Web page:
Mastering, and preparing audio for in-game use is the usually last of the most important steps to preparing a soundtrack. Without the proper polish, even the best music can sound dull, and besides, there certainly has got to be SOME reason people get excited about “remastered” albums.
When I finish putting together a track for a game (or any track, really), I’ve got a well-mixed version that I wouldn’t mind listening to, but I often have to crank up the volume or play with it a little bit to be able to jam rightfully. Additionally, if I sent this track to a game developer, they probably wouldn’t be very happy with how the track looped in the game (assuming it to be used in a looping manner, of course). So how do you fix this? Well, have a listen and follow the jump to learn more!
Right at the beginning of the track “Oblivion,” you should hear a pretty obvious soundscape preceding what feels like the first beat of the song, combined with a crack of thunder. However, you won’t quite hear this same start in the game – instead, the song starts right up on that first beat. For even the simplest loop to sound correct you have to align your seams very carefully, a trick which is pretty easy to pull off.
When I’ve got my song finished in its premastered form, I bounce the entire thing to a separate WAVE (or sometimes to be efficient I bounce it to a track within my DAW that I put on solo and apply my effects chain to). Either way you work is fine, but you should have your premastered uncompressed audio, including about 4-5 seconds of trailing audio (or whatever it takes to capture your ‘reverb trail’ – the trail of sound that comes naturally after your last notes that include delays and reverbs, or natural sample releases like you’ll find in EWQLSO).
To make an efficient loopseam, you should make sure you stick pretty close to your bar-grid and split the audio at the first beat of the measure that follows your last measure of music. Then, to create your in-game loop, push the start of your reverb tail, or the second half of the split audio, to the very beginning of your audio. You’ll end up with layered sound of the beginning of your track and the reverb trail. Now, in many cases, you’ll find that when playing your song from the beginning the reverb trail is actually a noticeable sonic entity and is really quite gross. This is where you may find yourself tampering with the time that you cutoff – sometimes I have to add some ambient effects or change last music at the end to get a proper loop, but either way you do it you have to be extremely careful and pay close attention to your loop.
Marsh Hell (D2) is an early example of “Oblivion” that demonstrates how it appears in-game, with a more sudden and abrupt ending – you’ll find that it loops seamlessly. The way I create the soundtrack versions (yes they are separate versions) of the music is by manually looping and finding a good fadeout point. This can be tedious, and don’t say I didn’t warn you.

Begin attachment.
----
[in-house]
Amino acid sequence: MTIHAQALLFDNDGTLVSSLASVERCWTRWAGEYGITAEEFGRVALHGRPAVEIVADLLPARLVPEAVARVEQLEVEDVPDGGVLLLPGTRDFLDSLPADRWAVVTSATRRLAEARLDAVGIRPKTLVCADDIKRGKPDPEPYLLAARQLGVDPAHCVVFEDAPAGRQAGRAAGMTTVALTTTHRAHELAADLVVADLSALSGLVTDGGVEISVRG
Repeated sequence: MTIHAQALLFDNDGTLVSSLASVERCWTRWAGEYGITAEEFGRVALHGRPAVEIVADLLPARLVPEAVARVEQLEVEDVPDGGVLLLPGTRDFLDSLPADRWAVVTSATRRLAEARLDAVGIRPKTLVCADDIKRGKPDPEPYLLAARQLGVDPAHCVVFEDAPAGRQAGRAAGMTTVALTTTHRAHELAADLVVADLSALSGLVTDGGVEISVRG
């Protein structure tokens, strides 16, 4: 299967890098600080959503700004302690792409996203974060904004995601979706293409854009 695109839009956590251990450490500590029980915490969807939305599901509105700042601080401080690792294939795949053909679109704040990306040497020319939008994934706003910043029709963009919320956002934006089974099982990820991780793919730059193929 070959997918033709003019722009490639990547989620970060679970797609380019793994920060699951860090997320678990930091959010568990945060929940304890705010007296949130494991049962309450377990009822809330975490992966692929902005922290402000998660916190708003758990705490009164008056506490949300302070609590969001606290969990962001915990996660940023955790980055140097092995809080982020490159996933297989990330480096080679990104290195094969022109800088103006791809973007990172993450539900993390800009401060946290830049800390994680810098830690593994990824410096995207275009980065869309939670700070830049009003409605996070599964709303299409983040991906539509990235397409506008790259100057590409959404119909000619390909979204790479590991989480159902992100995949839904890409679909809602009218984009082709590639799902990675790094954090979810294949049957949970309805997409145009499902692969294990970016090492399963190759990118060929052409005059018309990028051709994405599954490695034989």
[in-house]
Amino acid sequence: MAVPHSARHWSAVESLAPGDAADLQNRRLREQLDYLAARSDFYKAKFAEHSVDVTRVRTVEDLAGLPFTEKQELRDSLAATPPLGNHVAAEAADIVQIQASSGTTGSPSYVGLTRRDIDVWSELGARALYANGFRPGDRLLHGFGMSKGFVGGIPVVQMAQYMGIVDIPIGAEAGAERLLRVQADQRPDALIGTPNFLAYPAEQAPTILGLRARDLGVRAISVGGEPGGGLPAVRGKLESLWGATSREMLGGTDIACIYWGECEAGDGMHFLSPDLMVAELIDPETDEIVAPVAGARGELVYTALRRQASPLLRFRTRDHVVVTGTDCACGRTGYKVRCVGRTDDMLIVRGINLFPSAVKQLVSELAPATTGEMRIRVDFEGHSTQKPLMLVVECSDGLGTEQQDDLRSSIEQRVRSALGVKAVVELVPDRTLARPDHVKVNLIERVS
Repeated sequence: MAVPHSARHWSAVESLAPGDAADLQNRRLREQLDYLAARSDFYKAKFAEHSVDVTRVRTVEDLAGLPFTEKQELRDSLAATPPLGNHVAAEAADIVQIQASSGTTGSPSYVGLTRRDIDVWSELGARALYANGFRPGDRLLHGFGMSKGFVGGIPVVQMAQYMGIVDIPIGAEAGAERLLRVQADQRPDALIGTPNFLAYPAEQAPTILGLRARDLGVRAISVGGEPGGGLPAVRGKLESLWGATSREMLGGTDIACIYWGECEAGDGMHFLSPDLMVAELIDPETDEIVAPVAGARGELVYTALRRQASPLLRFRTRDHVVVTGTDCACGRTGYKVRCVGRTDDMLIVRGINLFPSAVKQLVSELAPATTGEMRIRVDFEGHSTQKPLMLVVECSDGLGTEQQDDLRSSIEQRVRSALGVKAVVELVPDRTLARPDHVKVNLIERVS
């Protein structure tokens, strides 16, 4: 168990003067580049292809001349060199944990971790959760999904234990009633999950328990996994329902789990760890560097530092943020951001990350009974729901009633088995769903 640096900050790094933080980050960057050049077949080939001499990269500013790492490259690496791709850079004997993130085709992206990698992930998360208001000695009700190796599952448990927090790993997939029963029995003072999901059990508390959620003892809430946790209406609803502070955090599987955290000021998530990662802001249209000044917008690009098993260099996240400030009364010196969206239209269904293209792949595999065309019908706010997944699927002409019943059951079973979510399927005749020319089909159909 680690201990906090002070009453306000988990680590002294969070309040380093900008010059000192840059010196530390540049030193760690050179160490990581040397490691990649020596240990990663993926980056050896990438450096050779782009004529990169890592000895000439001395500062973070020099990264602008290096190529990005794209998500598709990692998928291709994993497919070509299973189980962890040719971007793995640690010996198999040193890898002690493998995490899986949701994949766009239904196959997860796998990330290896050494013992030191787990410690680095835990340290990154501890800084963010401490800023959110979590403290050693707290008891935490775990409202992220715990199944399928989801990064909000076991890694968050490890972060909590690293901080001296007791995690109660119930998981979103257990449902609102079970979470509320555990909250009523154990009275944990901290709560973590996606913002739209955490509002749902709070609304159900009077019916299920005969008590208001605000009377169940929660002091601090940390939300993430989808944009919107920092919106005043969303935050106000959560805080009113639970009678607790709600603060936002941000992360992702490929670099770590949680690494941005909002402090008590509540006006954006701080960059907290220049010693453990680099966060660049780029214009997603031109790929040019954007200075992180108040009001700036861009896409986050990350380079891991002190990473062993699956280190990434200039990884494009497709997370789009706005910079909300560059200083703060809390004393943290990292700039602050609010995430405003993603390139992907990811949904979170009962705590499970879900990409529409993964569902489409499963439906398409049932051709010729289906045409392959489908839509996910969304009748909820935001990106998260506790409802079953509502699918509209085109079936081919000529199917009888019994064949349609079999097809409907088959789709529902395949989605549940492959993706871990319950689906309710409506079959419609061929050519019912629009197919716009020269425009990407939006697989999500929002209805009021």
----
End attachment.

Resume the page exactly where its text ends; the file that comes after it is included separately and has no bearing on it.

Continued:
As for mastering your music to give it more of an ‘edge,’ there really is no single bit of advice that can be given. Different genres of music call for severely different approaches, but I’ll go through a quick runthrough of my mastering chain for many of the GunGirl 2 tracks.
I start with some slight EQ, to add a little sparkle, boost the bass if needed, and turn down the muddy regions in the 200hz area – however, when I say ‘slight,’ I mean it in the same way I said I applied effects earlier – I rarely boost or cut more than 1dB, but stay closer to .5dB on average. Really, all EQing should be done per track before this point. A high-pass filter at 20hz isn’t a terrible idea, and cutting everything about 25,000hz isn’t an awful idea either. (Purists will tell you 20khz is the high-end to cut at, but I also like to have a little elbow room)
I follow with dynamic multiband compression in subtle amounts – I don’t like to overcompress and using multiband compression can often skew your previously sparkly mix – I usually find a preset I like as a good start and toy from there, and once I’m happy, again, I crank down the mix % of the compressor.
Stereo imaging and harmonic exciters are also in play, but as I’ve also said before, generous panning and EQ before the mastering stage let’s me avoid cranking those too high. What I -do- recommend is removing all stereo width below your 80hz subbass frequency, to really give tight kick and bass sounds.
The last step is my favorite step, and I admittedly probably abuse this a little: The limiter / loudness maximizer. It’s smart to cap your mix around -0.3dB or -0.2dB, but never, EVER, EVER set your margin to 0.0dB as that will register as clipping to a lot of editors (like Audacity). And like I said already, ELBOW ROOM IS GOOD. You can set your threshold to whatever you like, and it will vary per mix, but make sure you end up with a consistent sound across your album. Make sure your using as transparent a limiter as possible, because you don’t want to know it’s there – I prefer Izotope oZone for pretty much all of these steps, but there are plenty of free ones that can give you a decent sound.
Last but not least is dithering, and I pay careful attention to letting my mastering suite do it instead of my DAW (which means I export with NO dithering from the DAW and dither in my mastering chain).
There are more than plenty of good resources on mastering on the web, especially if you’re going to be using oZone, so I encourage you to read around in multiple places before you get your feet too wet, but then again, most learning is done by doing.
Next time, I’ll be giving away all my secrets to distribution, and tell you how it’s possible to make a little money off of even a freeware soundtrack.